Tell your mom to send you copies of all the emails she has been sent. If she can't produce them, her story is questionable. (If she says "oh, I lost them" or "I deleted them": baloney.)

If she is able to produce emails, print them out and save copies in your email and in another place too. You can talk to the head of the counseling center about this, or you can talk to the dean of students (or whoever is the right person in your school - call the dean of students, or the student life office, or the ombudsman, to ask who you should talk to about a problem with the counseling center).

Second: if you feel your mom is telling the truth, maybe you can find a therapist or counselor outside the school, who does not have a way of contacting your mom. Don't give them her contact info.
posted by LobsterMitten at 11:26 PM on January 31, 2011 [1 favorite]

On non-preview, the "mom broke into your email somehow" story is plausible. I agree with others that it would be very, very, very strange for a college counselor to do this, since they could get fired and lose their license.
posted by LobsterMitten at 11:29 PM on January 31, 2011 [1 favorite]

Well, first of all, your mother is probably lying or exaggerating. I mean, isn't it convenient that all these therapists all sided with her according to her?
posted by atrazine at 11:37 PM on January 31, 2011

Agree with many above, and not to be too paranoid but you may want to ask to have this question annonymized.
posted by zoinks at 11:52 PM on January 31, 2011 [2 favorites]

Yeah, trust your gut here-- what's more likely, that every therapist you've seen in adulthood would risk their career and licensure to make you miserable and funnel information to your mother, or that your mom really is a right rotter who'll say anything to upset you and cement her control?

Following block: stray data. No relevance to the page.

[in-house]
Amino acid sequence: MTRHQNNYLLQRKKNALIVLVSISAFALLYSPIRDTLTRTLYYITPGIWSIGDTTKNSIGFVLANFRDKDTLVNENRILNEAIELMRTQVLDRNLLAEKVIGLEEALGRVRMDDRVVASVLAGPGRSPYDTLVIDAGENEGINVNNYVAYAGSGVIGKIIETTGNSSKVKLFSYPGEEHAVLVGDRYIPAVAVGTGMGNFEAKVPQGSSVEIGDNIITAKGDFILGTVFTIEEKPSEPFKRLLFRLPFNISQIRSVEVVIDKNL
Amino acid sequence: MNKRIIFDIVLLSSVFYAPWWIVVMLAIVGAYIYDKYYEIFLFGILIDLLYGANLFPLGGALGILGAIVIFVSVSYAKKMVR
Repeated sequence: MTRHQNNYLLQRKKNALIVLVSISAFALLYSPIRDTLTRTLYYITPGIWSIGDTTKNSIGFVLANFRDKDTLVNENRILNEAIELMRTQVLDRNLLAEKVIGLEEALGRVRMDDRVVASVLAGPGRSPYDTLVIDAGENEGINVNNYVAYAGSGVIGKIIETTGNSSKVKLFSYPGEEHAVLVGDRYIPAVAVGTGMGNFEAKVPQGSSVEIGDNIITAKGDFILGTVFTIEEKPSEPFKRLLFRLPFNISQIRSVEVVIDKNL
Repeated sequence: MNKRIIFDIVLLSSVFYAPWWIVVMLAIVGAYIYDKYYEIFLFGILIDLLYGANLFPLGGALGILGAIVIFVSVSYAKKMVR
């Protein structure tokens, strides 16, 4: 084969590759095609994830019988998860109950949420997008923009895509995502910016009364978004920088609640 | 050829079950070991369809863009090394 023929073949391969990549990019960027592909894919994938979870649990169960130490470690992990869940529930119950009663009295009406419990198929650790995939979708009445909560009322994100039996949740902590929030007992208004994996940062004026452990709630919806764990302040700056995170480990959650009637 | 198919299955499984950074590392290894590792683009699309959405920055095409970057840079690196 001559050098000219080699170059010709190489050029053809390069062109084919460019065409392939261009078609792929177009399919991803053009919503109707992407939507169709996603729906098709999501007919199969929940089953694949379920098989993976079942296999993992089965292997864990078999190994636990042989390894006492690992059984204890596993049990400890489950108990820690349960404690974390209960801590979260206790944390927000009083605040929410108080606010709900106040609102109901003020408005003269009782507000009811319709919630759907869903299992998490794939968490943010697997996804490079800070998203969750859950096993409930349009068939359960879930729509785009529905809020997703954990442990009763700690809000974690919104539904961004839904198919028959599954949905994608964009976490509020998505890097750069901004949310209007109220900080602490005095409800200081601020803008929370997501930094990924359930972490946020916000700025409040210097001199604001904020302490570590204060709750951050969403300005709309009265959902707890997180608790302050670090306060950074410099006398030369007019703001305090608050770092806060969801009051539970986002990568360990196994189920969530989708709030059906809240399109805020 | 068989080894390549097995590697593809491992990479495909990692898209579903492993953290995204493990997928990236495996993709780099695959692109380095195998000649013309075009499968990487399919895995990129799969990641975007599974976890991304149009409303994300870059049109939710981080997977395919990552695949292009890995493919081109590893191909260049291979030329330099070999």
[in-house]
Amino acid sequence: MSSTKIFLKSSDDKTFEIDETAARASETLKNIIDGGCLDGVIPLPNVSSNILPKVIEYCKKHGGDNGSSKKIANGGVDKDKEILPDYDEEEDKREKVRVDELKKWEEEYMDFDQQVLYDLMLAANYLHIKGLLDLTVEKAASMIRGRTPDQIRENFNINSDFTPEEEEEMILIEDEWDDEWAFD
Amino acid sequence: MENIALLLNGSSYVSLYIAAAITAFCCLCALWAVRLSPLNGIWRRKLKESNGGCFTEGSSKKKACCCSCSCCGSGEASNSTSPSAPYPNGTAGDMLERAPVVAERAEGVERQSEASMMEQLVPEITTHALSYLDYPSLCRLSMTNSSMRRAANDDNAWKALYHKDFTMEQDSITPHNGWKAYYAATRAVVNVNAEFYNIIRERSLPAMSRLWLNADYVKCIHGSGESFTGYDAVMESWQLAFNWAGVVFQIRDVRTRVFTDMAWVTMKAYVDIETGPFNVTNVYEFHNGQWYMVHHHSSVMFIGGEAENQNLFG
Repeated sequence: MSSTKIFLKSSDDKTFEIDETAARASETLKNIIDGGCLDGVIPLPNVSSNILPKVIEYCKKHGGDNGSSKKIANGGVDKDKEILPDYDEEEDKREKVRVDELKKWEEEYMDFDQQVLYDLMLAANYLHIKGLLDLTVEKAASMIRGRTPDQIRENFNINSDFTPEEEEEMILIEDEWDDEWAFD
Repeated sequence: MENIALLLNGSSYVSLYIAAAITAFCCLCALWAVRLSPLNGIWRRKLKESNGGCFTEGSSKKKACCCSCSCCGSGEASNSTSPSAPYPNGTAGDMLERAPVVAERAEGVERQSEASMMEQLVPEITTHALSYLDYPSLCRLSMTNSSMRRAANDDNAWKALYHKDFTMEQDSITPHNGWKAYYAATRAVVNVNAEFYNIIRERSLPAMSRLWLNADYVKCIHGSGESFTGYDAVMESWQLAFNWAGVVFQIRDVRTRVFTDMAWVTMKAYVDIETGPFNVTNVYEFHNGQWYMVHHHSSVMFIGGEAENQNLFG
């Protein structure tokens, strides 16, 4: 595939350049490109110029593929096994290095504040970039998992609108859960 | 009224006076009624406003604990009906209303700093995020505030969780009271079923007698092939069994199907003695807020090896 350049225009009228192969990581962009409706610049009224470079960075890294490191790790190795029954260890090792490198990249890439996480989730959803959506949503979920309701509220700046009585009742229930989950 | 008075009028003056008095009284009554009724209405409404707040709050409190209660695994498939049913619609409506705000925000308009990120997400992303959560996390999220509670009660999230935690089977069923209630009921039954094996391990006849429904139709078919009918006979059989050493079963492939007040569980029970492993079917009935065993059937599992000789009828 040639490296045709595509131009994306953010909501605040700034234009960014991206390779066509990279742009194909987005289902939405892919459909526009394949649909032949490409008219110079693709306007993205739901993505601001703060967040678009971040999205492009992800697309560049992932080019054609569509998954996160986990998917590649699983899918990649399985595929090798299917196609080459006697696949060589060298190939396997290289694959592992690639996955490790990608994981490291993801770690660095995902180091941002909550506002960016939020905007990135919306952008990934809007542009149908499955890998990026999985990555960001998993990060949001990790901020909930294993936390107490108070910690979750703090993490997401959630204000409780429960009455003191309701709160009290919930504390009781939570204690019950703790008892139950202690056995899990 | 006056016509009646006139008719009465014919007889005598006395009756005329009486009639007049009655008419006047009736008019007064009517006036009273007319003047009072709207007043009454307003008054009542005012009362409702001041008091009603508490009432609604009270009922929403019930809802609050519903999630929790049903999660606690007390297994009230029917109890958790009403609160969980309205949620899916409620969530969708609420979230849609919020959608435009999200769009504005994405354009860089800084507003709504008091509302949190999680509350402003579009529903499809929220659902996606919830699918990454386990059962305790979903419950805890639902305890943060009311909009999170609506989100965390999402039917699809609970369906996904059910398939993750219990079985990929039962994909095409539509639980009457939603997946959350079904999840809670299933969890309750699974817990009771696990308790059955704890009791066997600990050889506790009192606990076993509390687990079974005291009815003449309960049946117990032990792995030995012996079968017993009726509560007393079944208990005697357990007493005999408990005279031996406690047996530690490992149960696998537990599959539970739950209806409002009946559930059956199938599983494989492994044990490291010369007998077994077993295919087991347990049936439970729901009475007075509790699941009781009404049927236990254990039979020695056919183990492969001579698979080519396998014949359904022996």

posted by fairytale of los angeles at 11:53 PM on January 31, 2011 [11 favorites]

Best answer: Just to add that genuine psychiatrists and psychologists are as impeccable as they can be about confidentiality. It's an integral part of therapy to create a safe space, and confidentiality is of utmost importance. If you're unsure, do ask! I'd suggest contacting your counselor and asking them too; I'm sure they'll answer and give any details you need.

She said they ultimately sided with her, and concluded that I was just a person harboring unfounded anger. I believe her because I've had people I went to for help tell me that she seemed really nice and I must be lying or exaggerating... but i never thought they told her everything.

Your mother said. I too have a mother who plays mind games (no longer in contact with her, because all the boundaries in the world didn't stop her). She "seemed really nice" to other people — oh how I can empathize. My mother presented herself as an angel, constantly hounded upon by her whorish, drug-addict, schizophrenic, violent daughter who was sure to fail in life and live destitute on the streets.

That would be me. Prudish, no-drugs (I've never even smoked a cigarette, just don't want to, dealing with my mother was otherworldly enough for me, thankyouverymuch), free of mental illness (other than PTSD and depression caused by, guess what, my childhood), non-violent, straight-A, magna cum laude, successfully built my own life in France, without the help of anyone (and quite a lot of sabotage from an ex, actually), me.